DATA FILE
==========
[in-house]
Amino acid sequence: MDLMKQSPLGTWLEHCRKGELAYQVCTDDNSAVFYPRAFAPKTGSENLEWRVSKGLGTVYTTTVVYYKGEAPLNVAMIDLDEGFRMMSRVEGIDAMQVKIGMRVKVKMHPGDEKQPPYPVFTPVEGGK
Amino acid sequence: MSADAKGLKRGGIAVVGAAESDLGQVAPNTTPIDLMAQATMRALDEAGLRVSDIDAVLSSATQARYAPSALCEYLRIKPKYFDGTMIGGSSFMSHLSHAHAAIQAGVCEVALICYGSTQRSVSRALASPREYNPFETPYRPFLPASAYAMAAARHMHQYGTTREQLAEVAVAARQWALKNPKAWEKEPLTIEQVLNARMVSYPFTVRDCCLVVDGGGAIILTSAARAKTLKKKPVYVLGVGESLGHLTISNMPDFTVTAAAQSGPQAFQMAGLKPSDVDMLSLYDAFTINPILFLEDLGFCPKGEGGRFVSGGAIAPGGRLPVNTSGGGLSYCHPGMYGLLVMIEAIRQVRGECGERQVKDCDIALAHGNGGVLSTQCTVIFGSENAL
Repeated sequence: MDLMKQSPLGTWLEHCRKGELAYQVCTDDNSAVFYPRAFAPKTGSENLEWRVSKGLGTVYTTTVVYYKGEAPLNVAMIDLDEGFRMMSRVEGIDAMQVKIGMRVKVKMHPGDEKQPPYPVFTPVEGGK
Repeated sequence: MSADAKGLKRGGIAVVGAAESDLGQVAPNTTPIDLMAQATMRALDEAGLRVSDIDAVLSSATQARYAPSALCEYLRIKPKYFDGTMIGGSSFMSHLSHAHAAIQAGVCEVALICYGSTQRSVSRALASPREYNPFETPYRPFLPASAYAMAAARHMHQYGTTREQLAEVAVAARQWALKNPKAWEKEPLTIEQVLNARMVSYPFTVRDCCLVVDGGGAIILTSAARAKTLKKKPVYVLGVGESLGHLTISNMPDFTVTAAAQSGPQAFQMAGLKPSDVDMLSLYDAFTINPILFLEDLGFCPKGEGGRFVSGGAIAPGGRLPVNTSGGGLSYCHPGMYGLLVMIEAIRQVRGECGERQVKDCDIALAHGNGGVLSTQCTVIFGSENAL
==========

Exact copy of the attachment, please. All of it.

[in-house]
Amino acid sequence: MDLMKQSPLGTWLEHCRKGELAYQVCTDDNSAVFYPRAFAPKTGSENLEWRVSKGLGTVYTTTVVYYKGEAPLNVAMIDLDEGFRMMSRVEGIDAMQVKIGMRVKVKMHPGDEKQPPYPVFTPVEGGK
Amino acid sequence: MSADAKGLKRGGIAVVGAAESDLGQVAPNTTPIDLMAQATMRALDEAGLRVSDIDAVLSSATQARYAPSALCEYLRIKPKYFDGTMIGGSSFMSHLSHAHAAIQAGVCEVALICYGSTQRSVSRALASPREYNPFETPYRPFLPASAYAMAAARHMHQYGTTREQLAEVAVAARQWALKNPKAWEKEPLTIEQVLNARMVSYPFTVRDCCLVVDGGGAIILTSAARAKTLKKKPVYVLGVGESLGHLTISNMPDFTVTAAAQSGPQAFQMAGLKPSDVDMLSLYDAFTINPILFLEDLGFCPKGEGGRFVSGGAIAPGGRLPVNTSGGGLSYCHPGMYGLLVMIEAIRQVRGECGERQVKDCDIALAHGNGGVLSTQCTVIFGSENAL
Repeated sequence: MDLMKQSPLGTWLEHCRKGELAYQVCTDDNSAVFYPRAFAPKTGSENLEWRVSKGLGTVYTTTVVYYKGEAPLNVAMIDLDEGFRMMSRVEGIDAMQVKIGMRVKVKMHPGDEKQPPYPVFTPVEGGK
Repeated sequence: MSADAKGLKRGGIAVVGAAESDLGQVAPNTTPIDLMAQATMRALDEAGLRVSDIDAVLSSATQARYAPSALCEYLRIKPKYFDGTMIGGSSFMSHLSHAHAAIQAGVCEVALICYGSTQRSVSRALASPREYNPFETPYRPFLPASAYAMAAARHMHQYGTTREQLAEVAVAARQWALKNPKAWEKEPLTIEQVLNARMVSYPFTVRDCCLVVDGGGAIILTSAARAKTLKKKPVYVLGVGESLGHLTISNMPDFTVTAAAQSGPQAFQMAGLKPSDVDMLSLYDAFTINPILFLEDLGFCPKGEGGRFVSGGAIAPGGRLPVNTSGGGLSYCHPGMYGLLVMIEAIRQVRGECGERQVKDCDIALAHGNGGVLSTQCTVIFGSENAL